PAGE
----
Senate sends president measure to end 'widow penalty'
October 20, 2009
WASHINGTON, D.C. - U.S. Sen. Bill Nelson’s legislation to stop the federal government from deporting widows and widowers who had been married to American citizens who died before a full two years of marriage is on its way to the president’s desk following a vote today in the Senate
The measure initially was filed by Nelson as a bill called the Fairness to Surviving Spouses Act. Its language was included as an amendment to a broader Homeland Security spending bill that won Senate passage in July. That spending bill was then combined with the House version of the bill, which won final approval today.
Nelson’s provision is aimed at ending the so-called widow penalty. Under current law, a foreigner must be married to an American a full two years to qualify for residency in the U.S. But in hundreds of cases the American spouse has died before the two years have been met. And the government has targeted the surviving spouse for deportation.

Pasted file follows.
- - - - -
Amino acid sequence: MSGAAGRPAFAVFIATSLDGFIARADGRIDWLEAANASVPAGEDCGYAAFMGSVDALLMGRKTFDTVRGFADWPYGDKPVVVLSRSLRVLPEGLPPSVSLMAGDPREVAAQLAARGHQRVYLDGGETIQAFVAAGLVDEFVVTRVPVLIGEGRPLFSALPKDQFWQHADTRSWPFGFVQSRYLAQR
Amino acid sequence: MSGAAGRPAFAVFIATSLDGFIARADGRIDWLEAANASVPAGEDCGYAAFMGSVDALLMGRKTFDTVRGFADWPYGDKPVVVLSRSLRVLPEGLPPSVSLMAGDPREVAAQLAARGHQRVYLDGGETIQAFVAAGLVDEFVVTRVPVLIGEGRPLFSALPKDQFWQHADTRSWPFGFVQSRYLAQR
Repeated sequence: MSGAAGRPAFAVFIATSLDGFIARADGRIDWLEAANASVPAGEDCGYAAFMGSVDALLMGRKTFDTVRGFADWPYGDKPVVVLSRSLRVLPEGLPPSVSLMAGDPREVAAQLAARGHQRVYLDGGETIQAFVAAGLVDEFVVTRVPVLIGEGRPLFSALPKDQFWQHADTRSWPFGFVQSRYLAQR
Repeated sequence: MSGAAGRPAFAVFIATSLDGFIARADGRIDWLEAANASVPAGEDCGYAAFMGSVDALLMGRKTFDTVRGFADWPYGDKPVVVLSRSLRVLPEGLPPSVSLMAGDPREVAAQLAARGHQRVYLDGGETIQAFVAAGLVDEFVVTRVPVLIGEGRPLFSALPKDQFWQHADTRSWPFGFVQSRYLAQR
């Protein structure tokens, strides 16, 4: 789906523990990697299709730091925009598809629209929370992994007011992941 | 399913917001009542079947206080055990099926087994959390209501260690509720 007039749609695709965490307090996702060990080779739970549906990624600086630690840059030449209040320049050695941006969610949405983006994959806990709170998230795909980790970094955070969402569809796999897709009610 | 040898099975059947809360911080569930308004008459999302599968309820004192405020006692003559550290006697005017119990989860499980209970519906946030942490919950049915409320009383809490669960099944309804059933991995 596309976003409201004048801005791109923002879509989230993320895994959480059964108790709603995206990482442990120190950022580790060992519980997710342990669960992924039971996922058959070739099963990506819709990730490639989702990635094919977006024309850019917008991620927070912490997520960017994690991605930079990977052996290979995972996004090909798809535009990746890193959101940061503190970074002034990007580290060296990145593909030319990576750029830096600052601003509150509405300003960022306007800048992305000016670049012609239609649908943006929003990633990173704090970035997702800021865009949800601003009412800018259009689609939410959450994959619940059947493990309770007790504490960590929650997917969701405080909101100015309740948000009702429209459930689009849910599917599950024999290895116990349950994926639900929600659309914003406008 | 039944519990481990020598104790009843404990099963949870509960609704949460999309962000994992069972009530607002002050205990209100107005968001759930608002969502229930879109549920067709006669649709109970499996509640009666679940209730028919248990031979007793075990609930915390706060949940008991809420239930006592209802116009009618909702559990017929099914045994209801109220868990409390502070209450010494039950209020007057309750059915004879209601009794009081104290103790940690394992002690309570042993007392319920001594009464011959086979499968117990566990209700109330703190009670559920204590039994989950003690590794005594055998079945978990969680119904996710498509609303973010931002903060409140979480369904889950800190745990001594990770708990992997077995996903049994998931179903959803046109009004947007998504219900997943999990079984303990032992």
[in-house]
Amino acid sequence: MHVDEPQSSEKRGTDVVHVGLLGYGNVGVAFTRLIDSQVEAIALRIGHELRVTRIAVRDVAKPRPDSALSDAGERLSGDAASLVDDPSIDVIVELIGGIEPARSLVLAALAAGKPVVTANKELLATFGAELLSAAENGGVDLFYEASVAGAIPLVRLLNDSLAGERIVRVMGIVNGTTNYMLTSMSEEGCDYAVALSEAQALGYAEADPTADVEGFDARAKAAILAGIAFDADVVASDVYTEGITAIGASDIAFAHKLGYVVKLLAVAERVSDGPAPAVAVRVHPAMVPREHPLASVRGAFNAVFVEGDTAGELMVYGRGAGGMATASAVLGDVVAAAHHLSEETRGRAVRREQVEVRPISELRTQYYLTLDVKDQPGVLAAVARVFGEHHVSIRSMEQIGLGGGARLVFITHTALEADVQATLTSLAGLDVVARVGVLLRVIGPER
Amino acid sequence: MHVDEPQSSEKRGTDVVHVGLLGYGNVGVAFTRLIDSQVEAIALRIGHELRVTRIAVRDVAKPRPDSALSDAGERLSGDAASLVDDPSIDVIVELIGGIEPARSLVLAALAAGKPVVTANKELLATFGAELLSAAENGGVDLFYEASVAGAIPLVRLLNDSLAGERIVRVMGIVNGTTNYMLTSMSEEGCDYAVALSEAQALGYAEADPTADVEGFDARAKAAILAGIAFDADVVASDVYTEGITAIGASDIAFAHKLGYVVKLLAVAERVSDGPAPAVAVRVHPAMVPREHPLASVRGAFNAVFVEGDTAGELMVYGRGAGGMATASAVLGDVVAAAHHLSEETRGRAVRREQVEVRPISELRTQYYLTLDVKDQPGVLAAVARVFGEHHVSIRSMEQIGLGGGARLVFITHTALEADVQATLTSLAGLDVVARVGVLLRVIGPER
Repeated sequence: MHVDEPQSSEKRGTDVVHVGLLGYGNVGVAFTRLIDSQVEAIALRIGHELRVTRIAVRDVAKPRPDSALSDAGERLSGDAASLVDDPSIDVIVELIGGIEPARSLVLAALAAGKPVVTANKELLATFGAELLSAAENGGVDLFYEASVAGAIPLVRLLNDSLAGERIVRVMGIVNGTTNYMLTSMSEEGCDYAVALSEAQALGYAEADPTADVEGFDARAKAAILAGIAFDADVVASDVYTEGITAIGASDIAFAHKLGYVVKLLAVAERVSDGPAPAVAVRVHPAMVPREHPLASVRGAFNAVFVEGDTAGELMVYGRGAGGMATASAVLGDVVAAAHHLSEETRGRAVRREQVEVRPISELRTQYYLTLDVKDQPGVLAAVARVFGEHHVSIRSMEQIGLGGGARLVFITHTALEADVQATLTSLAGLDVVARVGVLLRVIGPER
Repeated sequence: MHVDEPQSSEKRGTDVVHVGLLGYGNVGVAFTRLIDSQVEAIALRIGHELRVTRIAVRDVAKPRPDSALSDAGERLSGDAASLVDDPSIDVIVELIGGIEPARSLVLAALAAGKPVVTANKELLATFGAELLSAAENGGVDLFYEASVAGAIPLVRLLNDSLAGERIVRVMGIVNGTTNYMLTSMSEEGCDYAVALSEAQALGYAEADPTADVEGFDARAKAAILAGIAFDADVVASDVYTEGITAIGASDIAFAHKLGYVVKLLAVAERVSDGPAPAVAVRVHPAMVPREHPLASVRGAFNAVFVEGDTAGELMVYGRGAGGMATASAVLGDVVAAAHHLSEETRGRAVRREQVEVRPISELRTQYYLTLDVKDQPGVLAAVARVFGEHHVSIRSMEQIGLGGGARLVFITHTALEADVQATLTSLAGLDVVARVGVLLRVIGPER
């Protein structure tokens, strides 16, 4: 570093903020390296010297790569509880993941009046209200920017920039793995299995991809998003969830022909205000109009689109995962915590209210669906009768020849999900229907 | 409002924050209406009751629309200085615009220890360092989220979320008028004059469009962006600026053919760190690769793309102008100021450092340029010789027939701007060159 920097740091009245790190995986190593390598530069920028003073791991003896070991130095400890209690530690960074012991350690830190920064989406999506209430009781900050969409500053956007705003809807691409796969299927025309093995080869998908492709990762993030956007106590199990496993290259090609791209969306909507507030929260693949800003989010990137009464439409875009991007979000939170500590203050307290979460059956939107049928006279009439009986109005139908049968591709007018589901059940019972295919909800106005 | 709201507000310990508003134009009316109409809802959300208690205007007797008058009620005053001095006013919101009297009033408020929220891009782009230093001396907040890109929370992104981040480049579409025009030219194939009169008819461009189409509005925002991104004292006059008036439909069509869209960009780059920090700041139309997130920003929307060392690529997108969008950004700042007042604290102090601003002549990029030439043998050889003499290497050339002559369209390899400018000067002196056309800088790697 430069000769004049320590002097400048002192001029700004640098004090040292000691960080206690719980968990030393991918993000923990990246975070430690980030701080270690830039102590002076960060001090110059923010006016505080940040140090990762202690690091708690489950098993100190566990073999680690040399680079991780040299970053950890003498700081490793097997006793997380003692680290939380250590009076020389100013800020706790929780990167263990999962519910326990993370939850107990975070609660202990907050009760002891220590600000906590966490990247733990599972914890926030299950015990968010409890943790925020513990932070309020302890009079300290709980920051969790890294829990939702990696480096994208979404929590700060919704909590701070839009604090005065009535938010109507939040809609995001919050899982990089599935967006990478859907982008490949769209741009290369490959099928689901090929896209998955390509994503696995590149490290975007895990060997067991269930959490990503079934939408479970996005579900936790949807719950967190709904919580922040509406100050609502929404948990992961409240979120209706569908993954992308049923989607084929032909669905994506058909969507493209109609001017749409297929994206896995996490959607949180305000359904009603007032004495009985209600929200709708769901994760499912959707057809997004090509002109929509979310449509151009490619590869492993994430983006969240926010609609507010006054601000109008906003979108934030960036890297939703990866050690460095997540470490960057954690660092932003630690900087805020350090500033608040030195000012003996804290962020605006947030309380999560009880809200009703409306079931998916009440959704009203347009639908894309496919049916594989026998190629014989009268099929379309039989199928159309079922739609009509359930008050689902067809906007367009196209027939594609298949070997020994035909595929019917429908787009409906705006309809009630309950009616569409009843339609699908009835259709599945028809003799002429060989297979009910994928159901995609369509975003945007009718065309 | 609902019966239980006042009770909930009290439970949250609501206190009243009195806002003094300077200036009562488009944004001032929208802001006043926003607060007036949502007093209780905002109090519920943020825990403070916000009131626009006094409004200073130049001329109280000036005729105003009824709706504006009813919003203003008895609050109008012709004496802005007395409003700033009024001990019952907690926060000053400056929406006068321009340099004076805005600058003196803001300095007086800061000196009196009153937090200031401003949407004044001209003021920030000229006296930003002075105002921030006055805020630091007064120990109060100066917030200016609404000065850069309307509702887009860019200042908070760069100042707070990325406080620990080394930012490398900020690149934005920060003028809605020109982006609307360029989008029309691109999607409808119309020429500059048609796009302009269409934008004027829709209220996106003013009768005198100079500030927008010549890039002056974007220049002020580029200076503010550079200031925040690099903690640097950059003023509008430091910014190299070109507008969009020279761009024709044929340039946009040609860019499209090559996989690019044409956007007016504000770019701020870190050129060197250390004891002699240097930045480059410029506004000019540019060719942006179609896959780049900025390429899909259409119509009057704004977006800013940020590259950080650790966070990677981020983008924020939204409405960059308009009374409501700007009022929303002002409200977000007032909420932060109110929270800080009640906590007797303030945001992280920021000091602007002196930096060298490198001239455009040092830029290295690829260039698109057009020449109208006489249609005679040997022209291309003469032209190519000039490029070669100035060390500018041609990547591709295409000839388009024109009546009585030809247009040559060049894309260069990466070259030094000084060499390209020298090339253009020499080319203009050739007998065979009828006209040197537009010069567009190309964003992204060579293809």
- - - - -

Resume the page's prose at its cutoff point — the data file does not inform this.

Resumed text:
“First their spouse died, then they found out they were being deported because of it,” said Nelson. “We shouldn’t be kicking out widows and widowers who have made a life in this country simply because their spouse dies on the wrong side of some government timeline. The measure we passed today isn’t an automatic pass to stay in the country, but it will give those widows and widowers a process to continue their application for citizenship.”
Under the Nelson amendment, surviving spouses would still need to prove their marriage was a bona fide marriage before receiving a green card. Thus, U.S. Citizenship and Immigration Services would retain the discretion to deny petitions, but they would no longer deny them automatically in response to the death of the citizen spouse.